When the image-bearing surface 14 is to be scanned, the planar document-contacting surface 104 of the protective layer 68 of the wand 12 or any other spacing or light collimating member is placed into intimate contact with the image bearing surface so that the document is disposed in closely spaced juxtaposed relation to the array of photosensitive elements housed therewithin. Then, the light source 16 is energized for projecting the diffuse light 102 onto the back side of the wand 12 and then onto the surface of the image-bearing surface 14 adjacent the planar document-scanning surface 104. In the dark portions 106 of the image on the document 14, the light will be substantially absorbed so that very little of the light impinging upon the dark portions 106 will be reflected back onto the associated photosensitive elements of the manually moving wand 12 proximately disposed adjacent thereto; for example, photosensitive elements 48 and 46. However, the light striking the light portions 108 of the image-bearing surface on the document 14 will not be substantially absorbed and a substantially greater portion of the light impinging upon the light portions 108 will be reflected back onto the associated photosensitive elements proximately disposed adjacent thereto; such as photosensitive element 44. The photosensitive elements adjacent the light portions 108 of the document will thereby effect a detectable change in their electrical conductivity. When the photosensitive elements are formed from photovoltaic cells, they will not only effect a change in electrical conductivity, but they will also generate current. When the photosensitive elements are photoresistors, they will effect an increased electrical conductivity which can be detected by the application of read potentials to the respective pairs of the X address lines 20, 22 and 24, and the Y address lines 26, 28 and 30.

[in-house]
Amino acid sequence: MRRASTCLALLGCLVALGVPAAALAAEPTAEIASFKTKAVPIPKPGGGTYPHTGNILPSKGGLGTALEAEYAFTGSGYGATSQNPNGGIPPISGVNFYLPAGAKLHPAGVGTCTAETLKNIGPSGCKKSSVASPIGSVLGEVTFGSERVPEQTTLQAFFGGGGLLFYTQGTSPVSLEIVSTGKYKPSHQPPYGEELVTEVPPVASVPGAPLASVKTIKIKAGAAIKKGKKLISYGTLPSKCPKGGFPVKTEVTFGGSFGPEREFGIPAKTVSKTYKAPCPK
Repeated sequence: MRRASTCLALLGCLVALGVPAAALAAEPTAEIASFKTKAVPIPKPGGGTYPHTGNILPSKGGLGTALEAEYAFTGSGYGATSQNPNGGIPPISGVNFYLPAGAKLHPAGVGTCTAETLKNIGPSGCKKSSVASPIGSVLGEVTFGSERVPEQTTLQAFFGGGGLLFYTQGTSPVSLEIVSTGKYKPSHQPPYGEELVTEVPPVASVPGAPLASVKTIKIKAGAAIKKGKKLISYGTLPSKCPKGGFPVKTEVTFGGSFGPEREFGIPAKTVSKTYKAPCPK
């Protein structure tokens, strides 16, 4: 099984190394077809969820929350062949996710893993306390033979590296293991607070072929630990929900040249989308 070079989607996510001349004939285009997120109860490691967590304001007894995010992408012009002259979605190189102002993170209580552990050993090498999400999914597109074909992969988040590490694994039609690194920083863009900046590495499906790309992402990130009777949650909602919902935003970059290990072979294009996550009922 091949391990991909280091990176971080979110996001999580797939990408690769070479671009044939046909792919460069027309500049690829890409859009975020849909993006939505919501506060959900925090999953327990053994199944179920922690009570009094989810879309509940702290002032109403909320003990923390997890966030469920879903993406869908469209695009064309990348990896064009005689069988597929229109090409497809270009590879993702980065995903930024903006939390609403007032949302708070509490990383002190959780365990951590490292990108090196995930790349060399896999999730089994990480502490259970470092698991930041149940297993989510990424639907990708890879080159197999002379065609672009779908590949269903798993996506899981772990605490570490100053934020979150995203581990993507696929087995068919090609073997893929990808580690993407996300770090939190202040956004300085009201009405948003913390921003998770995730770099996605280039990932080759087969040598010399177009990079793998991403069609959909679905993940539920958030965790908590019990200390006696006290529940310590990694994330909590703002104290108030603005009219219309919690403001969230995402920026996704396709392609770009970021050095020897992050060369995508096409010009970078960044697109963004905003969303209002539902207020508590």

Electrical signals representing a faithful reproduction of the image on the image-bearing surface 14 can be obtained because the photosensitive elements 32-48 can be made very small. For example, the photosensitive elements can be fabricated to have dimensions of approximately 60 microns on a side or less. The isolating devices 50-66 can be formed to have a dimension of about 10-40 microns on a side and preferably 20 microns on a side. Also, the photosensitive elements 32-48 are preferably spaced apart so that they cover only a portion of the substrate 12 to permit the light to be projected onto the image-bearing surface 14, whereby said document is scanned through the interstices which exist therebetween. For example, the photosensitive elements can be spaced so that they cover only a fraction (for example 25-50%) of the overall surface area of the substrate 18. Also, the photosensitive elements can be arranged in substantially coplanar relation so that each will be equally spaced in juxtaposed relation to the document to be scanned. Although FIG. 2 illustrates a 3×3 matrix of photosensitive elements, it can be appreciated that a much larger array of elements would be required in actual practice for scanning the entire surface area of an image-bearing surface.